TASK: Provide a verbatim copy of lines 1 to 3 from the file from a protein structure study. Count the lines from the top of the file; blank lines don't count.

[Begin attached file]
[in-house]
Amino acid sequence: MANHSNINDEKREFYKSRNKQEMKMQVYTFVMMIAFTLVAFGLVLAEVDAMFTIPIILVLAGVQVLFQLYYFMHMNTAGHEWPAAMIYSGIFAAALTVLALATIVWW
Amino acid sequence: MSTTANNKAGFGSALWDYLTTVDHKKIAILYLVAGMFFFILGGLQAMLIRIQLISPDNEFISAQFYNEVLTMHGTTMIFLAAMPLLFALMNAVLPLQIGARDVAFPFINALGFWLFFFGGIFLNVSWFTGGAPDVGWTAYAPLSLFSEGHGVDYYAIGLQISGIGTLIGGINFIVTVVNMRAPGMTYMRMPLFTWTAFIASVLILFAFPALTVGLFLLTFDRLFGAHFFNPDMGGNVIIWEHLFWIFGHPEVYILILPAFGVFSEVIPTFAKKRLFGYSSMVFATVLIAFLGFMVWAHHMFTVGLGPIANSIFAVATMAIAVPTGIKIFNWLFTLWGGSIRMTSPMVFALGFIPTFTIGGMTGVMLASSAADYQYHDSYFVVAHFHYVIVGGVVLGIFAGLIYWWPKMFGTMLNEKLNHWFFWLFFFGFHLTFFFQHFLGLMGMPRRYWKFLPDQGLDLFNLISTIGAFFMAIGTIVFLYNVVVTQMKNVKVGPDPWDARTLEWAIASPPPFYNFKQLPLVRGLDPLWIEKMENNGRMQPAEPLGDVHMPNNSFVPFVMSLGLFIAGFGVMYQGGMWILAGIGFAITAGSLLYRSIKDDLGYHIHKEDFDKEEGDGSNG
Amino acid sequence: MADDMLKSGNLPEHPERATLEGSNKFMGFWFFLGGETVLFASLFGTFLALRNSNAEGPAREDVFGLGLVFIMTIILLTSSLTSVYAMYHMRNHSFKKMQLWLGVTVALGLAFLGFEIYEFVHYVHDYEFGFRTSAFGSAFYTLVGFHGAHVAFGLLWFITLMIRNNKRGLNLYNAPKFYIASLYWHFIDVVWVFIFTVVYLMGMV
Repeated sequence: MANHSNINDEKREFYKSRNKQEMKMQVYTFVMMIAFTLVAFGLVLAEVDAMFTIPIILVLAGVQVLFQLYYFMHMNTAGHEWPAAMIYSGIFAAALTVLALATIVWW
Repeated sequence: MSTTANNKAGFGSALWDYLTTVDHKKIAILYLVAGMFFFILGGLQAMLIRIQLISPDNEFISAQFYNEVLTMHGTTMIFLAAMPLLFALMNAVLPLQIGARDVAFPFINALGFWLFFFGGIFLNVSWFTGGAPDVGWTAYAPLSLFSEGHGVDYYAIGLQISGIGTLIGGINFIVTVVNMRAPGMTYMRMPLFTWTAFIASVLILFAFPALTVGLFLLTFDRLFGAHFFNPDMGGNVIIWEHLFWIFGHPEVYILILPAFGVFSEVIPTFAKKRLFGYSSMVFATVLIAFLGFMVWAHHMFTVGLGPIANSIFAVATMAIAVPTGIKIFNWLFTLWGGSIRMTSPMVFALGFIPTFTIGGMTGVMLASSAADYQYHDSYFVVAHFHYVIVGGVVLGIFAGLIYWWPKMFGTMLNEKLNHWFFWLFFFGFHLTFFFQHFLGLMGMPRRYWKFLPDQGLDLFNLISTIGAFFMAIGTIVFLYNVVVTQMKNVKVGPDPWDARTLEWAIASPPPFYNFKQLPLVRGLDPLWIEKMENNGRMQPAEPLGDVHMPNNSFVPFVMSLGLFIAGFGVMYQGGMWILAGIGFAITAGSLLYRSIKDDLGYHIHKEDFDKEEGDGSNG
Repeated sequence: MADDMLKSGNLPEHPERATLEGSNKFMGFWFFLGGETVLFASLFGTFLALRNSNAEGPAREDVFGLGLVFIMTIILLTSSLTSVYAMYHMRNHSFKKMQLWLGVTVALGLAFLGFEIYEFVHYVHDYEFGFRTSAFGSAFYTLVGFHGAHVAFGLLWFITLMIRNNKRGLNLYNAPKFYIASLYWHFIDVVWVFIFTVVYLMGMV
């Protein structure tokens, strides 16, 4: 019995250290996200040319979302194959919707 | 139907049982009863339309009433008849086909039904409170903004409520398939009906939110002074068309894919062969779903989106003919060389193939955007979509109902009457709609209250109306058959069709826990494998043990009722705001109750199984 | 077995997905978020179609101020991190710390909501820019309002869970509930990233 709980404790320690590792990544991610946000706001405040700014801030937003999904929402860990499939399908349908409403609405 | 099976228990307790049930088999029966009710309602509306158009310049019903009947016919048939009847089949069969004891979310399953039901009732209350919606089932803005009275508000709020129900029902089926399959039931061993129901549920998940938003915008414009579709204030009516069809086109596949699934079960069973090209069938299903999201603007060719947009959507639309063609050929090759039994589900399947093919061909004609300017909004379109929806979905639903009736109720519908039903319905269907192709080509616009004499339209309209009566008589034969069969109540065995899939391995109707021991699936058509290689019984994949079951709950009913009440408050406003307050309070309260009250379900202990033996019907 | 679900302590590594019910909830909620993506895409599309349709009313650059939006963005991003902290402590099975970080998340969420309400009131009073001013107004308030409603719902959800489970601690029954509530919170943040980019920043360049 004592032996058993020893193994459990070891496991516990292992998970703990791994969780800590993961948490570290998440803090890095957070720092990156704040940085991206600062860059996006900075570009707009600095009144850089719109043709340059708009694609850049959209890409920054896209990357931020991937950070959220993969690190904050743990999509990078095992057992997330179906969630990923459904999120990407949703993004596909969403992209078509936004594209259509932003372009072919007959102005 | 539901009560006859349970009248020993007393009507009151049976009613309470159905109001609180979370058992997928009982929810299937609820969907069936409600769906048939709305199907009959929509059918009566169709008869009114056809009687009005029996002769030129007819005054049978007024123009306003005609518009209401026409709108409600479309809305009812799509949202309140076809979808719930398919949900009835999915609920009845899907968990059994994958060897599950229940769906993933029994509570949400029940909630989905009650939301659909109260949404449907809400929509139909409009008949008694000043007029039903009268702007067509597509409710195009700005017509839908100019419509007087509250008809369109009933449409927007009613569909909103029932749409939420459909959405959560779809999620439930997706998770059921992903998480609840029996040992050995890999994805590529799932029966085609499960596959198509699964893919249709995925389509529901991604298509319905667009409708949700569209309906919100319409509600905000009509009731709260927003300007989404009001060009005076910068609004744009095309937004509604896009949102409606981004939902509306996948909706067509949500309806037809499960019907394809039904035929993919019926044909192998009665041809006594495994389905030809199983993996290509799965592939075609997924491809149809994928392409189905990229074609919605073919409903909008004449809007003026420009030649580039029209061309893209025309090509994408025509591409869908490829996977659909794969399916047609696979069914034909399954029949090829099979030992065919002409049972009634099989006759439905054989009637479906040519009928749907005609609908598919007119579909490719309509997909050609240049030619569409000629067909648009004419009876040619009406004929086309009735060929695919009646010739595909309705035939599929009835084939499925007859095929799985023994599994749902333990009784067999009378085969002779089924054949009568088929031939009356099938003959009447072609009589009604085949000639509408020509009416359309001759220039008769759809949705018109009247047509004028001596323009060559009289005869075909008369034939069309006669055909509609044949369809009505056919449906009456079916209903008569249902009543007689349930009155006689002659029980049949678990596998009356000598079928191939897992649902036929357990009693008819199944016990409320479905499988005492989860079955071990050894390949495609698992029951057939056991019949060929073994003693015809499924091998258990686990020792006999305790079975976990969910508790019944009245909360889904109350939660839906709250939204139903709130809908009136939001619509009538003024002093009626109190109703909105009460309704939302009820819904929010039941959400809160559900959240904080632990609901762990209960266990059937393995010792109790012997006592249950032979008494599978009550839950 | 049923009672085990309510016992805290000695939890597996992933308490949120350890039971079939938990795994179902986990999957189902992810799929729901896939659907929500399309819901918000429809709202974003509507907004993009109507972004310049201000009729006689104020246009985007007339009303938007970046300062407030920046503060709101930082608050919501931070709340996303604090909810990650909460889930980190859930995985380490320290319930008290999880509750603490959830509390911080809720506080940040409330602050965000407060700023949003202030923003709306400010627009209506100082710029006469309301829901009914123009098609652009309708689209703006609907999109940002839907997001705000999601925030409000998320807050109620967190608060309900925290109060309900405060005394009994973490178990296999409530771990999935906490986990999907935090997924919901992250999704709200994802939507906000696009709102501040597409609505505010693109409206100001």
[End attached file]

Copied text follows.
[in-house]
Amino acid sequence: MANHSNINDEKREFYKSRNKQEMKMQVYTFVMMIAFTLVAFGLVLAEVDAMFTIPIILVLAGVQVLFQLYYFMHMNTAGHEWPAAMIYSGIFAAALTVLALATIVWW
Amino acid sequence: MSTTANNKAGFGSALWDYLTTVDHKKIAILYLVAGMFFFILGGLQAMLIRIQLISPDNEFISAQFYNEVLTMHGTTMIFLAAMPLLFALMNAVLPLQIGARDVAFPFINALGFWLFFFGGIFLNVSWFTGGAPDVGWTAYAPLSLFSEGHGVDYYAIGLQISGIGTLIGGINFIVTVVNMRAPGMTYMRMPLFTWTAFIASVLILFAFPALTVGLFLLTFDRLFGAHFFNPDMGGNVIIWEHLFWIFGHPEVYILILPAFGVFSEVIPTFAKKRLFGYSSMVFATVLIAFLGFMVWAHHMFTVGLGPIANSIFAVATMAIAVPTGIKIFNWLFTLWGGSIRMTSPMVFALGFIPTFTIGGMTGVMLASSAADYQYHDSYFVVAHFHYVIVGGVVLGIFAGLIYWWPKMFGTMLNEKLNHWFFWLFFFGFHLTFFFQHFLGLMGMPRRYWKFLPDQGLDLFNLISTIGAFFMAIGTIVFLYNVVVTQMKNVKVGPDPWDARTLEWAIASPPPFYNFKQLPLVRGLDPLWIEKMENNGRMQPAEPLGDVHMPNNSFVPFVMSLGLFIAGFGVMYQGGMWILAGIGFAITAGSLLYRSIKDDLGYHIHKEDFDKEEGDGSNG